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Article: Hair jewellery

Hair jewellery

Hairwork during the Victorian Period

  • Hairwork flourished as a trade and private craft in mourning jewelry.
  • Hairwork included lockets, rings, and bracelets with frames of loved ones' hair in braids, wreaths, or woven into floral patterns.
  • Hairwork also depicted mourning scenes such as gravestones or willow trees.
  • Hairwork was taught to young women and sometimes mixed with needlework.
  • Wearing hair jewelry was seen as a form of carrying sentiments for the deceased.

Rise in mourning practices during the Victorian Period

  • The Victorian Period saw a rise in mourning practices due to Queen Victoria's popularity.
  • Hair jewelry became popular as a way to carry sentiments for the deceased.
  • Human hair does not decay with time, making it a suitable material for hair jewelry.
  • Hair artists and wig makers found new opportunities in the sentimentality of the Victorian era.
  • Hair jewelry was initially made for the higher classes but became popular with the lower classes with the availability of instructional guides.

Craftsmanship in the home

  • Women in the 19th century began crafting their own hairwork in their homes.
  • Popular magazines and books offered patterns and instructions for hairwork.
  • Women in Mora, Sweden, became skilled in hairwork and made it affordable for others.
  • Some women crafted hair jewelry due to a lack of trust in commercial manufacturers.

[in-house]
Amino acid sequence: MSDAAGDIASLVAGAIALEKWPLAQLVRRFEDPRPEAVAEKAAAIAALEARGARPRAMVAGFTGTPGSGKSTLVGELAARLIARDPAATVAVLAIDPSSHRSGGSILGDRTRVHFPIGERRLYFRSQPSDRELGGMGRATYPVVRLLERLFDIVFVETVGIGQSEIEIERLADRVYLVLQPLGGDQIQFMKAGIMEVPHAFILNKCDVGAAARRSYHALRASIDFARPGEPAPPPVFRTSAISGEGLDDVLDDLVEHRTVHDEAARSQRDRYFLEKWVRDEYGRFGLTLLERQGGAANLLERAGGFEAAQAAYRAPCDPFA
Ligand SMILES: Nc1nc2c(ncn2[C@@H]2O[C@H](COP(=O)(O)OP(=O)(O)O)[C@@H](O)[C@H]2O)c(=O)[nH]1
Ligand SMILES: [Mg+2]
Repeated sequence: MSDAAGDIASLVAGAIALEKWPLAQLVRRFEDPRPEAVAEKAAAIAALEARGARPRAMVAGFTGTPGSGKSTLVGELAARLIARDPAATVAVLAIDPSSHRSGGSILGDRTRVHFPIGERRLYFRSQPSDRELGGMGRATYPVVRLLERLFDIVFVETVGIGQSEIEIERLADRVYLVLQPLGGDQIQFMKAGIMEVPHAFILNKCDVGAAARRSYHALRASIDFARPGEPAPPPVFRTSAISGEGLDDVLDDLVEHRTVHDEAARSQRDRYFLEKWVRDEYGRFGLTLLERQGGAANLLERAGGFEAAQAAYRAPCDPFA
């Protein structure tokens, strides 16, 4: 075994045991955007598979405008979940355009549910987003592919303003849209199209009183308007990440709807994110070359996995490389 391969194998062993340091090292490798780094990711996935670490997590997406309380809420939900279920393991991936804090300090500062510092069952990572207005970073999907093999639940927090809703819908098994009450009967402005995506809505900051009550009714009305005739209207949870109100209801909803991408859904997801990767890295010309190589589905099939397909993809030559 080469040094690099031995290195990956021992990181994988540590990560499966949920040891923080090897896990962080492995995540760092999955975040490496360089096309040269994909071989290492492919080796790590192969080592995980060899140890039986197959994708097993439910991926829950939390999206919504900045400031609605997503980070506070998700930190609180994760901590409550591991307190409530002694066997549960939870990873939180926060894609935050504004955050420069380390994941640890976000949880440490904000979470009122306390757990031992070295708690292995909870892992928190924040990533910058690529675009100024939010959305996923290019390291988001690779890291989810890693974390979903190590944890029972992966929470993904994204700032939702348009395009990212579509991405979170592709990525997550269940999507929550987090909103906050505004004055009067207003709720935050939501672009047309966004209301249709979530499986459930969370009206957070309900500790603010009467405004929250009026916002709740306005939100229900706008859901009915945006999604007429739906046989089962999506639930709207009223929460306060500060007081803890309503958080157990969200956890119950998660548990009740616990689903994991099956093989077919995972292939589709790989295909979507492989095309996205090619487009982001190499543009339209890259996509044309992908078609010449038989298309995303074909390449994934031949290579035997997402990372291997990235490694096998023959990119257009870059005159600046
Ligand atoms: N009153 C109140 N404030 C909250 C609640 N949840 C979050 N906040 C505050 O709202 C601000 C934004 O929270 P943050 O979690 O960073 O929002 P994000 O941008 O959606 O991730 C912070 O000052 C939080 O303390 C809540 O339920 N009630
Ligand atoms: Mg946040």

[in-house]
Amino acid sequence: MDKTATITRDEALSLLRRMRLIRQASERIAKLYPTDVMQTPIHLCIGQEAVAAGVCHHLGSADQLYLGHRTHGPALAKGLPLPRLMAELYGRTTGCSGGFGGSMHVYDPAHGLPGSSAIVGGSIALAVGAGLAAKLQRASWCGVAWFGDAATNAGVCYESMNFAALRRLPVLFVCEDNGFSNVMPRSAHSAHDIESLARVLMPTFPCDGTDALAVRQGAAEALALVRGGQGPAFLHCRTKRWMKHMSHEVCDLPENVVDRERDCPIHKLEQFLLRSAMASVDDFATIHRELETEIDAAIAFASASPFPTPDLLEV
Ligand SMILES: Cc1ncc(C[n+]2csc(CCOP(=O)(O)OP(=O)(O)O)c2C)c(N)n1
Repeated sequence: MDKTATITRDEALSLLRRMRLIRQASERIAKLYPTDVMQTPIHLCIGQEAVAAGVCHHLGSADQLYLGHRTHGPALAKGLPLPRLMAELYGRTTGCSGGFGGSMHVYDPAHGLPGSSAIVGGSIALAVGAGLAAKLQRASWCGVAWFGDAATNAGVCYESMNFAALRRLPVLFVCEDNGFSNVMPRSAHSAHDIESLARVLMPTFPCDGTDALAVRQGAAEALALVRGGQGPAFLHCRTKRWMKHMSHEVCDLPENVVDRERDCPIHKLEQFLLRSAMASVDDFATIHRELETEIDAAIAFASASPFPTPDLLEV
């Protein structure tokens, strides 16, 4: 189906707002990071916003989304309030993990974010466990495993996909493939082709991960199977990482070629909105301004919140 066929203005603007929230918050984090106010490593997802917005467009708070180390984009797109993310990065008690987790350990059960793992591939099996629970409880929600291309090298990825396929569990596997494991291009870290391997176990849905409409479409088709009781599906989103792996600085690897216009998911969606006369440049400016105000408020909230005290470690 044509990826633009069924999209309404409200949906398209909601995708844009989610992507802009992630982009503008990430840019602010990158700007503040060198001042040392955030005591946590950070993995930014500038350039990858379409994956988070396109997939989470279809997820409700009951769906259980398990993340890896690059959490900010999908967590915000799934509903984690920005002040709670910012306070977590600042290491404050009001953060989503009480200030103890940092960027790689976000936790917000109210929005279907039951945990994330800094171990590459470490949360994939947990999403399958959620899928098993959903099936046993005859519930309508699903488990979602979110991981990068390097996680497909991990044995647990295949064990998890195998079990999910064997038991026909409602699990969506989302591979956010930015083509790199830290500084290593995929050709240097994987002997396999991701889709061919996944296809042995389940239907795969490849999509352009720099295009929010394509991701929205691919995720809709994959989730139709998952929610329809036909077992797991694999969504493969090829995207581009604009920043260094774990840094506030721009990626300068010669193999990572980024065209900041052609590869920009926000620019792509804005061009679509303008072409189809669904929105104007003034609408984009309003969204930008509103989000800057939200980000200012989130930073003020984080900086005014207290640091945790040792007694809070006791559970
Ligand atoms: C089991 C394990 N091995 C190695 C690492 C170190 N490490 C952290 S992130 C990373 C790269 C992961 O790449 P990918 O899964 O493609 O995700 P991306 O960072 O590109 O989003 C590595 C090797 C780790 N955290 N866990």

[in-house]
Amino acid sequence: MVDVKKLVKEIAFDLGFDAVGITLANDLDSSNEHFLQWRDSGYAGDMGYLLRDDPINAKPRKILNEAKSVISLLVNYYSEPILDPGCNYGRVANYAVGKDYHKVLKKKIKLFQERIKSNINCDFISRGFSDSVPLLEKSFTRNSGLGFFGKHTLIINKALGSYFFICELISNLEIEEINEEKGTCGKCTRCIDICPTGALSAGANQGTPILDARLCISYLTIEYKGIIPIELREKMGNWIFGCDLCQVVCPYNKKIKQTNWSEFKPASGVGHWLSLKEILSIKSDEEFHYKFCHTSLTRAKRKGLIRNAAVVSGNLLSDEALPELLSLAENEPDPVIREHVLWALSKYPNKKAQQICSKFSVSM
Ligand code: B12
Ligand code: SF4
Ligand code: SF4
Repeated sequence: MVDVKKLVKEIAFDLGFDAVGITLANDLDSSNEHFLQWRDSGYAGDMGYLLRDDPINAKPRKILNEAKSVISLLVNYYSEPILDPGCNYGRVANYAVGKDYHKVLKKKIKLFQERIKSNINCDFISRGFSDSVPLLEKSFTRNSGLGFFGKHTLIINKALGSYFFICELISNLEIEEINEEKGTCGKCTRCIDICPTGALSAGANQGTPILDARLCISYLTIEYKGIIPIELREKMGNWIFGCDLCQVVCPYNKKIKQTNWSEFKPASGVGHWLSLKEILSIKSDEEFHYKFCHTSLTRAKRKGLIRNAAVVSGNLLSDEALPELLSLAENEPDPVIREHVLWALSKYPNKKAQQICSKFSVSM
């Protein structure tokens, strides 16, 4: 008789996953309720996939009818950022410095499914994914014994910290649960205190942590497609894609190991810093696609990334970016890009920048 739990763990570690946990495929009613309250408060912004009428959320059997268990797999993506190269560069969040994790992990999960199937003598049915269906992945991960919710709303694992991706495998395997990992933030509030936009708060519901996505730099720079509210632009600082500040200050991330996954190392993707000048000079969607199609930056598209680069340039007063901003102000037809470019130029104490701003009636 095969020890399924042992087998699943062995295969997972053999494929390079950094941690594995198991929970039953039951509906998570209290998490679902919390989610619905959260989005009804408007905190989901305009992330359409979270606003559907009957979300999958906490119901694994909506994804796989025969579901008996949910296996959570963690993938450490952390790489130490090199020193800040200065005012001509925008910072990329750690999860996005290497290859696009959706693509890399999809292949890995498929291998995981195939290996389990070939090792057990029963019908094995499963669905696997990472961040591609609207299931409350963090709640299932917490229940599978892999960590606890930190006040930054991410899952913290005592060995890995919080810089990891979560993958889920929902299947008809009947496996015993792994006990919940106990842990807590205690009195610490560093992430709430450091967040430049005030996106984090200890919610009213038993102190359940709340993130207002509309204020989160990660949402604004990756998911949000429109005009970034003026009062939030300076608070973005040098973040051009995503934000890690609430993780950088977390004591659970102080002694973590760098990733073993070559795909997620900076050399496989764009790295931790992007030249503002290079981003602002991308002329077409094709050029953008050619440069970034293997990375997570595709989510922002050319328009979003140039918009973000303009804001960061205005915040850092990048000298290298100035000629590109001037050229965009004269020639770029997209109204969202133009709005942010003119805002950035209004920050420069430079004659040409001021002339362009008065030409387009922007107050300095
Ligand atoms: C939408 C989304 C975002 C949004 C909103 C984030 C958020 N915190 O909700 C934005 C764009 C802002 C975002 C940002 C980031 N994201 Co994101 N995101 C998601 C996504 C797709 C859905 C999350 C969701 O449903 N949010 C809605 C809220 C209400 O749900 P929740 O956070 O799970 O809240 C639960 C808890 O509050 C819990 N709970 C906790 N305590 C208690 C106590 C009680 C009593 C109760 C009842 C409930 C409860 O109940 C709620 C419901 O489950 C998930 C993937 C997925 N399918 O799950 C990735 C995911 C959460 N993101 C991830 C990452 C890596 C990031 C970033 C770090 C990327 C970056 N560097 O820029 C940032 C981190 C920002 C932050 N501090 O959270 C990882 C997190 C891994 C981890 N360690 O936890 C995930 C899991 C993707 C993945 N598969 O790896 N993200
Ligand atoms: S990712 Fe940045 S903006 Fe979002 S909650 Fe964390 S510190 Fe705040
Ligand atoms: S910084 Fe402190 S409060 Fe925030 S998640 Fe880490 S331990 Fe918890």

• Advertisements by hair-working companies sometimes added to the suspicion of hair substitution.

Hairwork in the modern period

  • In VĂ„mhus, Sweden, hair art has been continuously practiced for almost 200 years.
  • The Hairworkers Society and the Victorian Hairwork Society provide platforms for sharing and preserving hair art.
  • Classes, shows, exhibits, and projects are organized by these societies.
  • The knowledge of the hairwork trade is considered a treasure in VĂ„mhus.
  • Hairwork had gone out of fashion in Europe but was revived in VĂ„mhus.

Long-term preservation of hairwork

  • In Victorian and older pieces, the gum used to hold the hair and decorations in place has decayed over time.
  • This decay can result in movement of the hair within the pieces.
  • Preservation of hairwork requires proper handling and storage techniques.
  • Restoration may be necessary to maintain the integrity of hairwork.
  • Preservation methods should be employed to prevent further deterioration.

Hair jewellery Data Sources

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